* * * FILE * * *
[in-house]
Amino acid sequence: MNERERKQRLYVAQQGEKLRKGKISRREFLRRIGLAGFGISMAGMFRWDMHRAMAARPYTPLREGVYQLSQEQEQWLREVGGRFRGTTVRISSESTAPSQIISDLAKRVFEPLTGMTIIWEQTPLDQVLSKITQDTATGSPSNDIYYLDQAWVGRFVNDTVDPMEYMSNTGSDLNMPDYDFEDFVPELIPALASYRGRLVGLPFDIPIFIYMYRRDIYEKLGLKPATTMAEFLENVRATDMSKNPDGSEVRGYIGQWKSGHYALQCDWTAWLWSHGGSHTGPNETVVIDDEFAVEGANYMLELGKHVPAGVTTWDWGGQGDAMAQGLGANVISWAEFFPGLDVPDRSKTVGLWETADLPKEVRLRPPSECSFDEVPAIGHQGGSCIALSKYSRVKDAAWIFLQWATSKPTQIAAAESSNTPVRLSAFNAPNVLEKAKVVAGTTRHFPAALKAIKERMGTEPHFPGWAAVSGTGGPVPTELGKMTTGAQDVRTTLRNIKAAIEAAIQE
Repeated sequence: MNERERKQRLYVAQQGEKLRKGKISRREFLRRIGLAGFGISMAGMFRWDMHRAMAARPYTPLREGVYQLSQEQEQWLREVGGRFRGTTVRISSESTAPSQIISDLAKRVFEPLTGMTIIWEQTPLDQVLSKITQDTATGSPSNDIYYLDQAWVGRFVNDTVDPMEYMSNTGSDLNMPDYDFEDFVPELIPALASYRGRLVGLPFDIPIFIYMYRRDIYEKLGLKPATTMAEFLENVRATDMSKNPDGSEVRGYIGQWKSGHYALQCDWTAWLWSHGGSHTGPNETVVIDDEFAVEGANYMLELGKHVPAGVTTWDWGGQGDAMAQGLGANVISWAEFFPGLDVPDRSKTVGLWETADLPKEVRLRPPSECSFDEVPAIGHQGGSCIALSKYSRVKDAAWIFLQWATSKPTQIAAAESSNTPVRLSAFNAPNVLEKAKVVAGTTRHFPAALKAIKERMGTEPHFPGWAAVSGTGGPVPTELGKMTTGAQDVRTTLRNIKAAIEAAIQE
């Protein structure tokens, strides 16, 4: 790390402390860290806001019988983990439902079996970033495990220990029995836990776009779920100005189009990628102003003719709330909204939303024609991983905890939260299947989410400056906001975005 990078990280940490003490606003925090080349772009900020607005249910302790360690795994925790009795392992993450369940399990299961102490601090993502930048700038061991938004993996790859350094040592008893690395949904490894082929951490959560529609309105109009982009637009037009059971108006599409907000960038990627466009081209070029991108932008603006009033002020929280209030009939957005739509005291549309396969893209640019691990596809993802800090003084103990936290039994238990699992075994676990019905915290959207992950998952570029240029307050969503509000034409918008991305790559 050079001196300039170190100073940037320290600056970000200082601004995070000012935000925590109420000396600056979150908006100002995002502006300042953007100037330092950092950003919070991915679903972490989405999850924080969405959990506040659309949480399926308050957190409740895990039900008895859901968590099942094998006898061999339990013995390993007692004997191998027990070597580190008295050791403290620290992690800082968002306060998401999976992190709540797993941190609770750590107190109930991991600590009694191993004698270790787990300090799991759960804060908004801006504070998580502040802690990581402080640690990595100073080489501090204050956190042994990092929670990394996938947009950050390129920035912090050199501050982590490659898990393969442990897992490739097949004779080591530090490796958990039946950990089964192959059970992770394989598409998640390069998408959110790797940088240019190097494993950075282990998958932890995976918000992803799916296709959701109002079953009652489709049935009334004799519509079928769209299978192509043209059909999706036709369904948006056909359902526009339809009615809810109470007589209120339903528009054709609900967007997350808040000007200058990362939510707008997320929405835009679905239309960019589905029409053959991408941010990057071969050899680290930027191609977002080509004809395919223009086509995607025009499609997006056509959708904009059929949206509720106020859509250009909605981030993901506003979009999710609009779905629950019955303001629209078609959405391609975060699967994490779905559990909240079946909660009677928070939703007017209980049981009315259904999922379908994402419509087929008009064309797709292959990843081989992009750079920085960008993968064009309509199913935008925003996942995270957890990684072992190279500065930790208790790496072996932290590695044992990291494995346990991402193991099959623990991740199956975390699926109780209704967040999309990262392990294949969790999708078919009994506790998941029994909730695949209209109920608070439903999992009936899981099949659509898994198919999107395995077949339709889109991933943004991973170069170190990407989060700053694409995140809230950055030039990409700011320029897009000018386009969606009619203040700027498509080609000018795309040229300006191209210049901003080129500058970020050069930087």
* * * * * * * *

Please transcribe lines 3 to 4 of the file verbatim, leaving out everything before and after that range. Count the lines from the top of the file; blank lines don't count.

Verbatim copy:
Repeated sequence: MNERERKQRLYVAQQGEKLRKGKISRREFLRRIGLAGFGISMAGMFRWDMHRAMAARPYTPLREGVYQLSQEQEQWLREVGGRFRGTTVRISSESTAPSQIISDLAKRVFEPLTGMTIIWEQTPLDQVLSKITQDTATGSPSNDIYYLDQAWVGRFVNDTVDPMEYMSNTGSDLNMPDYDFEDFVPELIPALASYRGRLVGLPFDIPIFIYMYRRDIYEKLGLKPATTMAEFLENVRATDMSKNPDGSEVRGYIGQWKSGHYALQCDWTAWLWSHGGSHTGPNETVVIDDEFAVEGANYMLELGKHVPAGVTTWDWGGQGDAMAQGLGANVISWAEFFPGLDVPDRSKTVGLWETADLPKEVRLRPPSECSFDEVPAIGHQGGSCIALSKYSRVKDAAWIFLQWATSKPTQIAAAESSNTPVRLSAFNAPNVLEKAKVVAGTTRHFPAALKAIKERMGTEPHFPGWAAVSGTGGPVPTELGKMTTGAQDVRTTLRNIKAAIEAAIQE
């Protein structure tokens, strides 16, 4: 790390402390860290806001019988983990439902079996970033495990220990029995836990776009779920100005189009990628102003003719709330909204939303024609991983905890939260299947989410400056906001975005 990078990280940490003490606003925090080349772009900020607005249910302790360690795994925790009795392992993450369940399990299961102490601090993502930048700038061991938004993996790859350094040592008893690395949904490894082929951490959560529609309105109009982009637009037009059971108006599409907000960038990627466009081209070029991108932008603006009033002020929280209030009939957005739509005291549309396969893209640019691990596809993802800090003084103990936290039994238990699992075994676990019905915290959207992950998952570029240029307050969503509000034409918008991305790559 050079001196300039170190100073940037320290600056970000200082601004995070000012935000925590109420000396600056979150908006100002995002502006300042953007100037330092950092950003919070991915679903972490989405999850924080969405959990506040659309949480399926308050957190409740895990039900008895859901968590099942094998006898061999339990013995390993007692004997191998027990070597580190008295050791403290620290992690800082968002306060998401999976992190709540797993941190609770750590107190109930991991600590009694191993004698270790787990300090799991759960804060908004801006504070998580502040802690990581402080640690990595100073080489501090204050956190042994990092929670990394996938947009950050390129920035912090050199501050982590490659898990393969442990897992490739097949004779080591530090490796958990039946950990089964192959059970992770394989598409998640390069998408959110790797940088240019190097494993950075282990998958932890995976918000992803799916296709959701109002079953009652489709049935009334004799519509079928769209299978192509043209059909999706036709369904948006056909359902526009339809009615809810109470007589209120339903528009054709609900967007997350808040000007200058990362939510707008997320929405835009679905239309960019589905029409053959991408941010990057071969050899680290930027191609977002080509004809395919223009086509995607025009499609997006056509959708904009059929949206509720106020859509250009909605981030993901506003979009999710609009779905629950019955303001629209078609959405391609975060699967994490779905559990909240079946909660009677928070939703007017209980049981009315259904999922379908994402419509087929008009064309797709292959990843081989992009750079920085960008993968064009309509199913935008925003996942995270957890990684072992190279500065930790208790790496072996932290590695044992990291494995346990991402193991099959623990991740199956975390699926109780209704967040999309990262392990294949969790999708078919009994506790998941029994909730695949209209109920608070439903999992009936899981099949659509898994198919999107395995077949339709889109991933943004991973170069170190990407989060700053694409995140809230950055030039990409700011320029897009000018386009969606009619203040700027498509080609000018795309040229300006191209210049901003080129500058970020050069930087």